3D printing with ice

3D printer-hackers at McGill University in Montreal have modded their 3D rig to print solids made from ice. Scaled up, they believe they'll be able to create large-scale ice buildings, but for now, they're using it for very temporary, very cold, very intricate rapid prototyping:
Currently, the practical applications of this project include commercial and industrial part modeling, and construction for the ice-tourism industry. For instance, small-scale ice models represent economical alternatives to intricate 3D models of architectural objects, be they scale models of buildings, site models, or building details. Presently, casting techniques are being investigated in order to produce high-quality metal copies from ice originals. In the long term, inhabitable, environmentally-friendly structures will be built at the architectural scale using computer-assisted techniques, thus increasing the level of automation in an industry that is currently very labour intensive.
Computer-Assisted Ice Construction (via Beyond the Beyond)


  1. Could a rubber mould be made out of this ice, and from that, a more permanent object made.

    1. You might notice how entirely milky the ice is in the pic. Unless they can get crystal clear ice, well, that market is still there.

  2. I love how university projects have to put in a practical applications for their work in their press kits, but only seem to spend 3 minutes working on it. Example being the bit about making environmentally friendly structures. 5 years ago, the same project would be fighting terrorism. Part of it simply must be hunting for research money.

    Why don’t they just make the thing and let it be in true hacker fashion rather than cobble up some practical application because that’s what you are supposed to do?
    I see it a much stronger idea that way.

  3. I’m sure my ice-sculpting friends will be thrilled with this new, labor-saving wonder…

  4. Yeah, I was going to say (like nanuq) that all those ice sculptors will go bye-bye. Load in a CAD file, hit print and ship out the sculpture to the party….

  5. They are using the Fab@Home printer designed at Cornell University.

    It’s interesting how they make things like the handle of that mug. A brine solution support material with lower melting point is printed where they want to space to be, and the actual object is pure water. Bring the temperature up to the range between the two melting points and the support material melts away.

  6. We may need epic john henry style competion between a 3d printer and a man with a chainsaw…

  7. Why stop at ice buildings? Scale it up to build ice planets. Hoth ain’t going to build its self!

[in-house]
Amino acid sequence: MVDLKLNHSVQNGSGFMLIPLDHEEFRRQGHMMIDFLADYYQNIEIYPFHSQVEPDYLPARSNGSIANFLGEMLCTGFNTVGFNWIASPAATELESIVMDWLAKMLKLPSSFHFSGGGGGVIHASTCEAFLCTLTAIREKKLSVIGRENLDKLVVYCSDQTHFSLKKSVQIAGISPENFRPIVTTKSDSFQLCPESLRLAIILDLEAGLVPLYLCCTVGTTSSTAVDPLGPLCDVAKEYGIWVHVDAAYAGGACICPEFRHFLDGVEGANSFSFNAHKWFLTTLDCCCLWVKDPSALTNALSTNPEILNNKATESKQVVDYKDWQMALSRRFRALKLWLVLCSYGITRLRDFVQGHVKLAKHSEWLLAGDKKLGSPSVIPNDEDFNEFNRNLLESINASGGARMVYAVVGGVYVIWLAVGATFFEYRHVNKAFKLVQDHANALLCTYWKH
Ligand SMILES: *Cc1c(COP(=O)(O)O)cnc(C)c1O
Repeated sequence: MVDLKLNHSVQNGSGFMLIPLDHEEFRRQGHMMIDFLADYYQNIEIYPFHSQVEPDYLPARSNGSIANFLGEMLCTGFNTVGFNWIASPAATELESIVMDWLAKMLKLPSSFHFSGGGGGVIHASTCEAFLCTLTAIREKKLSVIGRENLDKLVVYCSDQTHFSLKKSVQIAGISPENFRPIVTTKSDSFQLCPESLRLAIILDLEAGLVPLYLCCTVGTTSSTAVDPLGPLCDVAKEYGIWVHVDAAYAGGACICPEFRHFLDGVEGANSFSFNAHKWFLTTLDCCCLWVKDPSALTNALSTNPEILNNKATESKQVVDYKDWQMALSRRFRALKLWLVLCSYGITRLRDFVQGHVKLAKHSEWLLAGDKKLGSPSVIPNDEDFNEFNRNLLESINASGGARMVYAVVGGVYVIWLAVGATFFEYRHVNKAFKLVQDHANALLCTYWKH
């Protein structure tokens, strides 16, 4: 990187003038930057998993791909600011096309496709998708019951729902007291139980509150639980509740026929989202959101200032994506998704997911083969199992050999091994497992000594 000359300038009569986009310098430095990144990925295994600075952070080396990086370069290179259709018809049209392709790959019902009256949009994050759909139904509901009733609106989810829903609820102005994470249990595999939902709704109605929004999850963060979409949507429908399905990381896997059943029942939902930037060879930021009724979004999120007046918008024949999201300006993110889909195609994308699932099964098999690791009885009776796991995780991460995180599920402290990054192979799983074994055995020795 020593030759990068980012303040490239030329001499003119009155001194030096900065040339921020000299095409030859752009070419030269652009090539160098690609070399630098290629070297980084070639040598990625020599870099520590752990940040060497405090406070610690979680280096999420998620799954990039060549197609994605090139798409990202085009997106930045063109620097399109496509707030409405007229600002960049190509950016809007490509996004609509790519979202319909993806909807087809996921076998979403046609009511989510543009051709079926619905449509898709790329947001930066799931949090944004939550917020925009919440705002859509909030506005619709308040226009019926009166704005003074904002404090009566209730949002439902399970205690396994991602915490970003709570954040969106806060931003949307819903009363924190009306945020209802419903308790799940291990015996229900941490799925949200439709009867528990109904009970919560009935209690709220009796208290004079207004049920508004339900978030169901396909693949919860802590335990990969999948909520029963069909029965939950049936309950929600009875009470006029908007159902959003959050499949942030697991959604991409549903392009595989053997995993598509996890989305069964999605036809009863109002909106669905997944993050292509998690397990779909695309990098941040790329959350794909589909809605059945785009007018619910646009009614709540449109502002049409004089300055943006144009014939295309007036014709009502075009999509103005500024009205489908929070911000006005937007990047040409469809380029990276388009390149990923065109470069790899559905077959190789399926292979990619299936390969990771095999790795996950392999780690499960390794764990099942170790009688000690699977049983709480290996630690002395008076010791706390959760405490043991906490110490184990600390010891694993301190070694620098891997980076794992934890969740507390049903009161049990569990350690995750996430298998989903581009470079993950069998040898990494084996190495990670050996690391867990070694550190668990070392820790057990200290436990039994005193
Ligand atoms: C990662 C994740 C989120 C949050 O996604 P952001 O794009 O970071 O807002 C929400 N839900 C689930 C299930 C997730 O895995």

Or scaled down it could create ice viruses and ice nanomachines.

    (Can someone tell me how structures that quickly melt or sublimate and need to regularly be rebuilt are somehow environmentally friendly? Sure, water. But the energy it would take to rebuild one every few months would be silly.)

    1. You could make some DAMN cool looking ice cubs for themed parties with that sucker! In fact, if you replaced the secondary material they were using (which they melted away to leave voids), you culd make multi-colored icecubs with 3d colored objects in the center.

  8. I don’t know, Inspector. It’s very strange. We couldn’t find any bullet fragments at all.

  9. Sorry, articians, the scientist gut-feel in me says it it’s cheaper to freeze a block, and remove what is not the sculpture. I leave it to the grad students to do the math.

    1. >the scientist gut-feel in me

      isn’t “scientist gut-feel” an oxymoron? the scientific method dictates testing, not guessing. besides, this is quite likely more precise than a chisel and possibly cheaper than a laser rig for comparable precision.

      1. >isn’t “scientist gut-feel” an oxymoron?

        No, not really. Where do you think hypotheses come from?

    1. A scientist’s gut-feel is another word for informed guess. It’s not science ’til it’s tested, but testable ideas come from one’s knowledge-primed imagination. Imagination is a huge, but misunderstood part of science.

  10. There are already tons of CNC routers that ice carvers use to carve ice; there are already haves and have nots in the industry re automation. This will allow more complex sculptures, but it will compete on cost with some very effective CNC solutions already out there like http://www.icerouter.net/

  11. could this be use as an alternative for lost wax casting? it seems to me that this is a more realistic development than whole buildings.

  12. Ice cold!
    Improvements in technology for 3D printers technology has allowed a huge range of companies (not just CAD designers) to use different materials (often low cost) instead of plastic or metals. 3D printing is surely only going to get better and cheaper.

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